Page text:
I have obtained confirming reports from structural engineers, made presentations to the board, and this problem is still unresolved after nine years. I had to put in my own lawn this year, because the association just goes through the motions of lawn care. I pay $3,200 per year for care of the unit, and now receive almost nothing in return. The association has plenty of money in reserves in the bank so there is no reason for intransigence.

The problem has gone on for so long that the aggravation is impacting my health. I cannot sell the unit until repairs are made, and I cannot make the repairs myself. The problem here appears to be that people (with a lot of power in this small pond) do not like me. I have met with attorneys who tell me it will cost about $10,000 to prepare for litigation. I am retired, and would like to spend that sum on something other than legal expenses. I have tried the attorney general’s office, but they do not handle this in Missouri. The primary problem is caused by drainage that does not meet the county building codes, but the county does not enforce its own building code. Have you any less costly suggestions that might be available to me? –E.H.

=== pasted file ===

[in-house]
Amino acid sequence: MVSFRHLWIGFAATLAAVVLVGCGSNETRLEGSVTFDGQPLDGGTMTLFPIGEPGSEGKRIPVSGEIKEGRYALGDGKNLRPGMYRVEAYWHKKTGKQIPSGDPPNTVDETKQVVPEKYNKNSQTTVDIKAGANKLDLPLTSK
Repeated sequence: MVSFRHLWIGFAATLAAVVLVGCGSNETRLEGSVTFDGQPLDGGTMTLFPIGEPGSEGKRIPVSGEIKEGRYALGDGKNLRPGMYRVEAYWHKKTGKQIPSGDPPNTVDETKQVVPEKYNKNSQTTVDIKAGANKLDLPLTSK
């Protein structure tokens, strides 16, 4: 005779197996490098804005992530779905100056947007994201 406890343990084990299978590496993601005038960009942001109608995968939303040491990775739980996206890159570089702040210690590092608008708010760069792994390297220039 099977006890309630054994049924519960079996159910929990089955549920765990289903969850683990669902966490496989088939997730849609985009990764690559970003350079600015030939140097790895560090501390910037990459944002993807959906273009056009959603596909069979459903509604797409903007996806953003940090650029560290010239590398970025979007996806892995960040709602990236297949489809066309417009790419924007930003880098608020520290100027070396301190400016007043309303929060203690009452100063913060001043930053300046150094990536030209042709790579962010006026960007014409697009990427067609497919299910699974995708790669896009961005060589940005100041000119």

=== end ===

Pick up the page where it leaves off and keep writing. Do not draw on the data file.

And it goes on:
DEAR E.H.: It seems that you have exhausted all avenues short of litigation, so I think that you will have no alternative but to sue your association. And unless there is some language in your legal documents that would allow you to get your legal fees paid by the association (should you prevail), unfortunately you will have to pay your own attorney.

Here’s a suggestion, however. Why not withhold your monthly condominium assessment and put it with a bank or your attorney? Let the association file suit against you, and by way of a counterclaim you can raise all your concerns.

I normally do not like to make the recommendation not to pay association fees. Every owner in a community association has the legal obligation to pay his or her share of the assessments, and if you have a complaint you have to raise it separately.

But in your case, it does not appear that you are getting your money’s worth from your association, so you may want to try the withholding route. However, you must be prepared with an attorney should the association take legal action against you for nonpayment. You must discuss this with a lawyer who understands and practices community association law.